Posts Tagged: NPR

Dickens and the Lottery

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If you’re disappointed you didn’t win the Powerball jackpot, head over to NPR to read Charles Dickens’s account of the lottery in Naples, an event he seemed to find both amusing and horrifying:

Dickens heard of a man being thrown fatally from his horse, only to be pounced on by a punter—a person who places a wager—who begged him, “If you have one gasp of breath left, mention your age for Heaven’s sake, that I may play that number in the lottery.”

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Shakespeare’s First Folio, Coming to a City Near You!

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The Folger has 82 First Folios—the largest collection in the world. It’s located several stairways down, in a rare manuscript vault. To reach them, you first have to get through a fire door … (if a fire did threaten these priceless objects, it would be extinguished not with water—never water near priceless paper—but with a system that removes oxygen from the room).

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Dean Koontz for Penguin Random House

The Rumpus Interview with Dean Koontz

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Dean Koontz talks about his newest novel, Ashley Bell, overcoming self-doubt, and “what this incredibly beautiful language of ours allows you to do.” ...more

In Her Own Words

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Over at NPR, authors Claire Vaye Watkins and Marlon James talk about Watkins’s recent essay, “On Pandering,” which she describes as:

…internalizing the sexism that I’d encountered in the writing world, and the world beyond, and adjusting what I wrote accordingly so that it would be more well-received … by the people I wanted to impress, which was a white male voice that I had in my mind.

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The Rumpus Interview with Debra Monroe

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Debra Monroe talks about her new memoir, My Unsentimental Education, the future of the genre, and how the Internet has changed what it means to be human. ...more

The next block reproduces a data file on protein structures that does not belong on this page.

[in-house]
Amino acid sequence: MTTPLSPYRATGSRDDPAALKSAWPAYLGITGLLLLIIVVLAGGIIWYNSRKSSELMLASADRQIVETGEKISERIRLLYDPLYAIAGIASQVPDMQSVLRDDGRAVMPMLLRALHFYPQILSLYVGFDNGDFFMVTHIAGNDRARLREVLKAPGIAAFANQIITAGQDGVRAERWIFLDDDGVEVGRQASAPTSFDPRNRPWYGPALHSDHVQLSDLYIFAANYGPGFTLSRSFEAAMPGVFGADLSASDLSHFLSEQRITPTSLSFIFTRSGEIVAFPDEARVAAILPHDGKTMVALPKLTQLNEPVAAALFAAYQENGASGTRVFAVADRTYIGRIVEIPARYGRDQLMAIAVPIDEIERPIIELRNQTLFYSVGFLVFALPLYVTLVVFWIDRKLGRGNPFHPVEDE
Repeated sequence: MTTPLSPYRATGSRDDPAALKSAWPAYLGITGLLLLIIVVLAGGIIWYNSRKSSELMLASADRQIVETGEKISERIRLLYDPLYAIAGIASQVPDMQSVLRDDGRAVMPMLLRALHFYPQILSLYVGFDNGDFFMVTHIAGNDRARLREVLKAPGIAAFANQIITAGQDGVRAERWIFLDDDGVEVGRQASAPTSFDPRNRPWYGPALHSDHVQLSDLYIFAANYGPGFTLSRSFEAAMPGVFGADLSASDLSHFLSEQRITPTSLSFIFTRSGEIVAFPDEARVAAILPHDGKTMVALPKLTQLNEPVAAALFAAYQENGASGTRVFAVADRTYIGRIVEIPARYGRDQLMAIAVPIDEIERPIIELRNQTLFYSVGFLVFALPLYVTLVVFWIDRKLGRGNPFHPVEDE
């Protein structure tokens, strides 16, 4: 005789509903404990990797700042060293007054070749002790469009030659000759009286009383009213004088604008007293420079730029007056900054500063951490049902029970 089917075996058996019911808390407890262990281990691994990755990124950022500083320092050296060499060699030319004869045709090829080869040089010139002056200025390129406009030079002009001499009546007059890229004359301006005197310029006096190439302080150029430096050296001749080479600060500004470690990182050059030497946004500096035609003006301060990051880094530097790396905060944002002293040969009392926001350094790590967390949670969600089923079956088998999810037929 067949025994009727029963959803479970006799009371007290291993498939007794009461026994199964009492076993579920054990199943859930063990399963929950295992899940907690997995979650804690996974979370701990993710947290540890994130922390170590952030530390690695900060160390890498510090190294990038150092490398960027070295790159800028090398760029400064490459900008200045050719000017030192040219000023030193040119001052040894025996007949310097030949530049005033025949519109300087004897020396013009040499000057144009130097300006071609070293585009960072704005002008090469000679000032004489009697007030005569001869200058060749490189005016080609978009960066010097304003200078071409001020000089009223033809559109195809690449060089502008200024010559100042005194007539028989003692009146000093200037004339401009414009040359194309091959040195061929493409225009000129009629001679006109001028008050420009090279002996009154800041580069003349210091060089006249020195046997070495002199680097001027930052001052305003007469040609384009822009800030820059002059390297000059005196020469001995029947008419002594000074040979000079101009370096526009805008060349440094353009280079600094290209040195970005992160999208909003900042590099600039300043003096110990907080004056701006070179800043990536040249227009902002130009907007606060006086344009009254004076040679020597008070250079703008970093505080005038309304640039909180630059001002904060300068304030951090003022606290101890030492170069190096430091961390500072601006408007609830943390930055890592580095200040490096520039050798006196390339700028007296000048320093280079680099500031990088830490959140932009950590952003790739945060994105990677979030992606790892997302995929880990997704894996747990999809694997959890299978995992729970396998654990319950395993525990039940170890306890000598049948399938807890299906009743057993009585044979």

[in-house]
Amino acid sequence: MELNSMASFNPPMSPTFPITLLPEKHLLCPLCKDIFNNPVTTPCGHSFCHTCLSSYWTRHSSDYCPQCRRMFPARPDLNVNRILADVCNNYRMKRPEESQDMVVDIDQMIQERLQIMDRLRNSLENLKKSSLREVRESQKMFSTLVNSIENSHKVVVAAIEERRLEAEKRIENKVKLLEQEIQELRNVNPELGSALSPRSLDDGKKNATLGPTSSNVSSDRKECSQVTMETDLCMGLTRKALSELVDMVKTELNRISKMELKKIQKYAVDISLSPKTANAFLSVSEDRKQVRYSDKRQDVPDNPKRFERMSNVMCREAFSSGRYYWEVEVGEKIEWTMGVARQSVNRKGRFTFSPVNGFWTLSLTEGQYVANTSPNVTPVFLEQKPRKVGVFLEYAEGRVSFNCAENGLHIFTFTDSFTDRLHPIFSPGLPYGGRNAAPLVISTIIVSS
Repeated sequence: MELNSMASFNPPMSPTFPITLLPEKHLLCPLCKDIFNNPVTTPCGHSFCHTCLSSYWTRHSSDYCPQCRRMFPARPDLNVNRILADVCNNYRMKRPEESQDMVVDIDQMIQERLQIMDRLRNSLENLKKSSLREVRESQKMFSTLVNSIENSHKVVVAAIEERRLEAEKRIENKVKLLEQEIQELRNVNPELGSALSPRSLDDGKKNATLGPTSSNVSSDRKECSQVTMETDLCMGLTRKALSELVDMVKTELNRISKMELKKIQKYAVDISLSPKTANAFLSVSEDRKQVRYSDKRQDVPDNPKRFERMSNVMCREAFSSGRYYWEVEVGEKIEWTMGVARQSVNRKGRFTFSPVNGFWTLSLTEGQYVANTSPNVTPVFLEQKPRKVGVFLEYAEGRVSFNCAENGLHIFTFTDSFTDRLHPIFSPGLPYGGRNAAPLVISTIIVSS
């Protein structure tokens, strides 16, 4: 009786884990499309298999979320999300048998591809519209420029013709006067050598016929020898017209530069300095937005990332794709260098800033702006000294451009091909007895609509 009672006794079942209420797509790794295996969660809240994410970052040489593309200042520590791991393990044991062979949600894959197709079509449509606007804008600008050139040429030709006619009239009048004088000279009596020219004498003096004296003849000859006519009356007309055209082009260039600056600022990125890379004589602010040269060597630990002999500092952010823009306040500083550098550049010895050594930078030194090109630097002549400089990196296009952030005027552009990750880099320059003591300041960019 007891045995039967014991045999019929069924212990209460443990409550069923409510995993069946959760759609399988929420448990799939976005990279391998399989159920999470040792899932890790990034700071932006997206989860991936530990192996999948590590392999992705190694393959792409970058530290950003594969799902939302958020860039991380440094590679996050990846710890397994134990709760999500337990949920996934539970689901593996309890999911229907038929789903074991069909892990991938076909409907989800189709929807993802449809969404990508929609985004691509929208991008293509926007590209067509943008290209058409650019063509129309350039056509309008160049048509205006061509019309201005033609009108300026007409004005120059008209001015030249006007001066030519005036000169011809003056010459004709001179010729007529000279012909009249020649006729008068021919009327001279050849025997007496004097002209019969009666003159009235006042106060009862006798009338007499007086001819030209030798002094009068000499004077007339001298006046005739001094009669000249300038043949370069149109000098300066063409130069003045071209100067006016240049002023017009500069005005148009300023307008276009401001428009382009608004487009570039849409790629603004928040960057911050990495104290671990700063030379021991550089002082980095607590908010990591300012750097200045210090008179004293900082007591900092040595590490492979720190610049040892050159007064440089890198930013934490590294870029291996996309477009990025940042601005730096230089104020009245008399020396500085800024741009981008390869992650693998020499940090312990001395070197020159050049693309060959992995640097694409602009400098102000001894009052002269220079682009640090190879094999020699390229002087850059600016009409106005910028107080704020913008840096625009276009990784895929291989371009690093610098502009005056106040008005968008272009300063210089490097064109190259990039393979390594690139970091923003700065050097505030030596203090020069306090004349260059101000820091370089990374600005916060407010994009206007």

Love Letters and the Long Con

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This is a story is about a con that unfolded very slowly over two decades. When the con was finally exposed, some of the victims defended the people who had been fooling them. They preferred to believe the lie.

NPR’s Hidden Brain podcast recently featured an episode called “The Heart Wants What It Wants,” a moving story about loneliness, love letters, and illusions.

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An Experiment in Fiction

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Atwood says this is not the time for realistic fiction — and it’s no coincidence that dystopia and fantasy are on the rise now. “I think they’re coming out of people’s feeling that things are going haywire, and you cannot depend on a stable background for ‘realistic fiction.’ And when there’s perceived instability that’s happening you can’t write that kind of novel and have people believe it.”

In a conversation with NPR, Margaret Atwood talks about her new novel, The Heart Goes Last, a book which NPR describes as difficult to define.

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Mary Karr, Queen of the Memoir, on that “Low-Rent Form”

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I stopped putting things in quotation marks because I really wanted the reader to continue to understand or believe or think that he or she was in my head.

Listen up as Mary Karr, author of The Liars’ Club, Cherry, and Lit, talks to NPR’s Terry Gross about the art of memoir, the purpose of prayer, and the ambitions she and David Foster Wallace shared.

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Grace Jones and Yo La Tengo

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No supergroup rumors here (sadly), but both delivered performances this week that you may have missed. First, Grace Jones killed it at the Afropunk festival, topless, in full body paint, and wielding a hula hoop through the entirety of “Slave to the Rhythm.” A crowd member did us all a favor by catching a short clip of the performance, which you can watch via Dazed Digital.

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Hugo and the Sad Puppies

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The Hugo Award is one of the highest honors bestowed upon science fiction, a genre which is (finally) broadening to include a diversity of authors and views. That’s not a good thing, according to many white male writers and fans, who have banded together as the “Sad Puppies” to fight against what they see as affirmative action for women and writers of color who are dominating the nominations for the Hugos.

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keretEtgar (credit) Yanai Yechiel

The Rumpus Interview with Etgar Keret

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Writer Etgar Keret talks about his new memoir The Seven Good Years, the early criticism he faced as a writer, and the surreal that is always waiting. ...more